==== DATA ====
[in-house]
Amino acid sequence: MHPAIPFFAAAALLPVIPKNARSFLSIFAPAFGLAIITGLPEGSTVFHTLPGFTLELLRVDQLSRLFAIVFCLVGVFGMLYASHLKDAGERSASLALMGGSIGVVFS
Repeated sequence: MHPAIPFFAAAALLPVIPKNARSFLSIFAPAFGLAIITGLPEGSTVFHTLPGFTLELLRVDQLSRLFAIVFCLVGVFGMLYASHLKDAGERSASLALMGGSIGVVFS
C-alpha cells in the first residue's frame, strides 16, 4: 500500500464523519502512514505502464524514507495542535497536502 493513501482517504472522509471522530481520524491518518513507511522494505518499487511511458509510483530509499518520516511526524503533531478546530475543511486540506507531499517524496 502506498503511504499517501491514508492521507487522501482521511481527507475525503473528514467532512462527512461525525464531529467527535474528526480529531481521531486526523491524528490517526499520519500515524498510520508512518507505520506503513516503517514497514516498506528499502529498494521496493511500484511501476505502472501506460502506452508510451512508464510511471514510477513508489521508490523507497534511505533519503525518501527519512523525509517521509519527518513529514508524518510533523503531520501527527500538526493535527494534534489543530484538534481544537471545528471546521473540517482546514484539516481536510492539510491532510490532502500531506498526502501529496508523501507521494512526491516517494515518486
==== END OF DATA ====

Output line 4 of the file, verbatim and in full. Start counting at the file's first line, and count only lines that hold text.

C-alpha cells in the first residue's frame, strides 16, 4: 500500500464523519502512514505502464524514507495542535497536502 493513501482517504472522509471522530481520524491518518513507511522494505518499487511511458509510483530509499518520516511526524503533531478546530475543511486540506507531499517524496 502506498503511504499517501491514508492521507487522501482521511481527507475525503473528514467532512462527512461525525464531529467527535474528526480529531481521531486526523491524528490517526499520519500515524498510520508512518507505520506503513516503517514497514516498506528499502529498494521496493511500484511501476505502472501506460502506452508510451512508464510511471514510477513508489521508490523507497534511505533519503525518501527519512523525509517521509519527518513529514508524518510533523503531520501527527500538526493535527494534534489543530484538534481544537471545528471546521473540517482546514484539516481536510492539510491532510490532502500531506498526502501529496508523501507521494512526491516517494515518486